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James M. Boncella Named Fellow in the American Chemical Society

James M. Boncella has been selected as a 2017 Fellow in the American Chemical Society (ACS)
James M. Boncella Named Fellow in the American Chemical Society

James M. Boncella

James M. Boncella, Deputy Group Leader in the Inorganic, Isotope and Actinide Chemistry (C-IIAC) group has been selected as a 2017 Fellow in the American Chemical Society (ACS)

The ACS Fellows Program recognizes members who have both made exceptional scientific contributions and who have provided excellent volunteer service to the ACS community. ACS is unusual amongst society Fellowships in requiring a such strong service component.

James was selected as Fellow for his seminal discoveries in actinide chemistry and for his long and distinguished history of service to the ACS, including serving as Chair of the Division of Inorganic Chemistry. His research in actinide organometallic chemistry led to the discovery of the bis(imido)U(VI) 2+ ion, which is the nitrogen analogue of the uranyl ion (UO2) 2+. This discovery has in turn led to the recent discovery of the Np compound (RN=)2Np(V)Cl(bipy)2, (with A. J. Gaunt) which is the first example of a transuranic compound with a metal-ligand multiple bond with a ligand other than oxide. The actinide research has helped to redefine and solidify the role of covalent interactions in actinide chemistry. His work has also included demonstrating photo-induced, trans-membrane electron transfer in vesicles made up of surfactants found in carbonaceous meteorites, the mechanisms of hydroxide ion initiated membrane decomposition, and co-discovery (with K. B. Wagener) of the acyclic diene metathesis (ADMET) polymerization reaction. Over his career, James has mentored 15 post-docs, three of whom are now faculty at Ph.D. granting institutions.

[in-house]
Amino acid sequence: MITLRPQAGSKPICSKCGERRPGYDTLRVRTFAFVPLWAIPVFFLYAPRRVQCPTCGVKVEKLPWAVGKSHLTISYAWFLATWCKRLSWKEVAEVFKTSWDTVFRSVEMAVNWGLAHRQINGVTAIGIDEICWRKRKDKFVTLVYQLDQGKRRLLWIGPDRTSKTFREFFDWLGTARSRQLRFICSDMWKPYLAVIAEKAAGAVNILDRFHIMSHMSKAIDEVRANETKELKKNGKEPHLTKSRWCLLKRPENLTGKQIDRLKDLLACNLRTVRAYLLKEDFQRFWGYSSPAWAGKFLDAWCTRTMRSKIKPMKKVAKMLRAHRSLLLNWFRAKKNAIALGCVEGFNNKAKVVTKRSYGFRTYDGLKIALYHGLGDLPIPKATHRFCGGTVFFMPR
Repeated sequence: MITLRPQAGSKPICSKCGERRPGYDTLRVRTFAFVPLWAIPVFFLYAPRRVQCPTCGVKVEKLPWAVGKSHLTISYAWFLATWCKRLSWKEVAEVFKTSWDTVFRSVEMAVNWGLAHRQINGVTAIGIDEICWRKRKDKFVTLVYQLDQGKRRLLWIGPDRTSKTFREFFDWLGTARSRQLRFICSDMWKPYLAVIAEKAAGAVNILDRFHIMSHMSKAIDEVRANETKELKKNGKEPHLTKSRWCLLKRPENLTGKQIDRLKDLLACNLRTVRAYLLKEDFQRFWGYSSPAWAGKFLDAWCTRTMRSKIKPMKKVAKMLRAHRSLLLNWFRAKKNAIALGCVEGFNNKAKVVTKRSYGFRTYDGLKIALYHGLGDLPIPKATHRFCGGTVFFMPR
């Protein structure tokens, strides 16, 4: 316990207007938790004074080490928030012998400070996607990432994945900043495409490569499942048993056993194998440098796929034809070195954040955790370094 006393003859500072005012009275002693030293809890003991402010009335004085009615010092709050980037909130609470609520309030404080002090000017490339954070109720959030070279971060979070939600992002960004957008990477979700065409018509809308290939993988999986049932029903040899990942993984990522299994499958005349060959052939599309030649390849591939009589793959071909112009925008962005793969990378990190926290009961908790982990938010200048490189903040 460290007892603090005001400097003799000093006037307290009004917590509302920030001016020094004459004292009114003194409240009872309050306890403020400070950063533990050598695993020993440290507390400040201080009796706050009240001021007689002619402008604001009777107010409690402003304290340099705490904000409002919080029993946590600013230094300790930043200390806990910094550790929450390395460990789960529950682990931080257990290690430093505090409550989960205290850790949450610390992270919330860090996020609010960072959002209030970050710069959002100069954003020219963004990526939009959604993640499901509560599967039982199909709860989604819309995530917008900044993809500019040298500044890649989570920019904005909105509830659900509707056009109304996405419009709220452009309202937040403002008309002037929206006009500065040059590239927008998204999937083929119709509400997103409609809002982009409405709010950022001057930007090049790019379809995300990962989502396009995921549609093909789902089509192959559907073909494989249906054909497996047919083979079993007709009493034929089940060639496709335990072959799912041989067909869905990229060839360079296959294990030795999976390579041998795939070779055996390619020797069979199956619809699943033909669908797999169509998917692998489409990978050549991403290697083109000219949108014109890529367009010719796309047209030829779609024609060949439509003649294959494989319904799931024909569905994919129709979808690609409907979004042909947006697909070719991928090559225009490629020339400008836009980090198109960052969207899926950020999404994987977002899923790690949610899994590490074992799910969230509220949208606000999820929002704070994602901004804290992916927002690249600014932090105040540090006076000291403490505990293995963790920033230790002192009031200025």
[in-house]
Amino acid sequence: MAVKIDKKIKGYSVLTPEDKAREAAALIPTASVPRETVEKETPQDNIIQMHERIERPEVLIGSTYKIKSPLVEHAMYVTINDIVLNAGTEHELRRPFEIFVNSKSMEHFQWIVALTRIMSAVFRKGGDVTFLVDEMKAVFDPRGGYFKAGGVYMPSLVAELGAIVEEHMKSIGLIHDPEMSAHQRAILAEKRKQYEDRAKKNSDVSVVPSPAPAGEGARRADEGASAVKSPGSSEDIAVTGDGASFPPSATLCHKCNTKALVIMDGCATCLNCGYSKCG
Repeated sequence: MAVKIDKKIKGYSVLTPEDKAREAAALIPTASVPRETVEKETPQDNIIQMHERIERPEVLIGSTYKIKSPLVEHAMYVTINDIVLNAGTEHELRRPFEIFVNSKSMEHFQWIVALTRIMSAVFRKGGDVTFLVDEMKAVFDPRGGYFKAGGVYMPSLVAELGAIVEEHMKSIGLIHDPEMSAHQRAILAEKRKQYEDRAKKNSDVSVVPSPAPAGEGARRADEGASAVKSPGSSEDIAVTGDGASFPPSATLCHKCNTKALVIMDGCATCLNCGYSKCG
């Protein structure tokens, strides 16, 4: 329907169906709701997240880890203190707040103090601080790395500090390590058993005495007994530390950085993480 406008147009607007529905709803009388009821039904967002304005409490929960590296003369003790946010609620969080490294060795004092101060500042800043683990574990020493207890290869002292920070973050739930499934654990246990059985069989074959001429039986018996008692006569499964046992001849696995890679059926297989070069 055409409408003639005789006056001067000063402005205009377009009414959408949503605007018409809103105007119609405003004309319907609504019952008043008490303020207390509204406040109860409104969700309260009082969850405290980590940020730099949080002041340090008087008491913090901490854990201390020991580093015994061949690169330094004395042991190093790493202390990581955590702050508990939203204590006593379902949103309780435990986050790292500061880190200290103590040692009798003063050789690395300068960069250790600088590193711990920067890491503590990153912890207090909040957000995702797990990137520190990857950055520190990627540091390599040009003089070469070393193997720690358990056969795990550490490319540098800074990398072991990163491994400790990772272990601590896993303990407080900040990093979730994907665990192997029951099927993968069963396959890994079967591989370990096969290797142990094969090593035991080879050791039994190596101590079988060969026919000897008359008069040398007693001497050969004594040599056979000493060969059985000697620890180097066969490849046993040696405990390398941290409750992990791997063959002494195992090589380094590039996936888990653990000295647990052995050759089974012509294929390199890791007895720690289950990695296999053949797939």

Since he joined ACS in 1981, James has made many significant contributions to the organization and held several formal positions. He has been Chair of the Division of Inorganic Chemistry, Member-at-Large, and Alternate Councilor of the same. The positions have required him to serve on numerous formal and ad hoc committees, and his duties as Chair included fund-raising, organizing membership drives, and organizing scientific symposia. In addition to his ACS work, he served as Chair of a Gordon Conference on Organometallic Chemistry in 2013, and in 2015 he was named the Neil Bartlett Lecturer at UC Berkeley.

In the words of his colleague, Dr. John Protsiewicz, a professor at Case Western Reserve University, and current chair of the ACS Division of Inorganic Chemistry “Jim's volunteer work with the Division of Inorganic Chemistry goes well above the standard workload of most division officers and he has made a huge positive impact on our division.”

Another colleague, Dr. Alfred Sattelberger, a Senior Advisor to the Director of Argonne National Laboratory, says of James’ scientific work documenting the synthesis and unique reactivity of uranium(VI) and uranium(V) bis- imido complexes, “This body of work has made its mark and has forever changed the way the inorganic and actinide communities think about high-valent uranium chemistry.”

James joins just five other LANL scientists with the rank of Fellow in the ACS. In 2016 there were 995 ACS Fellows world-wide. He has been a scientist at Los Alamos since 2003, and a deputy group leader since 2014.


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